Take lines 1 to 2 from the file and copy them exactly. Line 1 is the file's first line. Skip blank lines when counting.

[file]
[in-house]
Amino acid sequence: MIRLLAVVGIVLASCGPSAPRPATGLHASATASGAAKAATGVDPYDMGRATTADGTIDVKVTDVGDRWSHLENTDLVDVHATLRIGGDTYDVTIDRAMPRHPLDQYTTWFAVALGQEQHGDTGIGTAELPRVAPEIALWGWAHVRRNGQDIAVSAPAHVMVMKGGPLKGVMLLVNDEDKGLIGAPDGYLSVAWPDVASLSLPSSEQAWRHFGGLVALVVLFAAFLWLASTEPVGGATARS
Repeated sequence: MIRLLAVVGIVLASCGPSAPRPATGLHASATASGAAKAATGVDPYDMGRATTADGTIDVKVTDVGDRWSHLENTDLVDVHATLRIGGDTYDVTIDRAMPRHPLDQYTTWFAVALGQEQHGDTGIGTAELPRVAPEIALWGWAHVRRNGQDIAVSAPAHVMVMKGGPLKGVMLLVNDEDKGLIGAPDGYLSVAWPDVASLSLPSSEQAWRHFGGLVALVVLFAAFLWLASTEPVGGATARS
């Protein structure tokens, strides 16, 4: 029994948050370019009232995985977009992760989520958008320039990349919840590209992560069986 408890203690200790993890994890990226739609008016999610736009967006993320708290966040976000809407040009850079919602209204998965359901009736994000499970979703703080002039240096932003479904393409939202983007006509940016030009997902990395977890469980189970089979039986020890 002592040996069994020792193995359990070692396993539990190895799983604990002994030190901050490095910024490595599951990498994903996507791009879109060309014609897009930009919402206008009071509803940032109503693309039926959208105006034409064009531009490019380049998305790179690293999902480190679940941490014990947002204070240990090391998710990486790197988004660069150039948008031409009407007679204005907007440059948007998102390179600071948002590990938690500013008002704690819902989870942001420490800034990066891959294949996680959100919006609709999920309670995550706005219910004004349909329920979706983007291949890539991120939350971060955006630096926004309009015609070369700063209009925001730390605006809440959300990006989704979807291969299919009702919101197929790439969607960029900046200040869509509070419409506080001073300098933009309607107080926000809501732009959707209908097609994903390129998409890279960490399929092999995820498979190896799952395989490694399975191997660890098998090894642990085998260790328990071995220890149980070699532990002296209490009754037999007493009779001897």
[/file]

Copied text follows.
[in-house]
Amino acid sequence: MIRLLAVVGIVLASCGPSAPRPATGLHASATASGAAKAATGVDPYDMGRATTADGTIDVKVTDVGDRWSHLENTDLVDVHATLRIGGDTYDVTIDRAMPRHPLDQYTTWFAVALGQEQHGDTGIGTAELPRVAPEIALWGWAHVRRNGQDIAVSAPAHVMVMKGGPLKGVMLLVNDEDKGLIGAPDGYLSVAWPDVASLSLPSSEQAWRHFGGLVALVVLFAAFLWLASTEPVGGATARS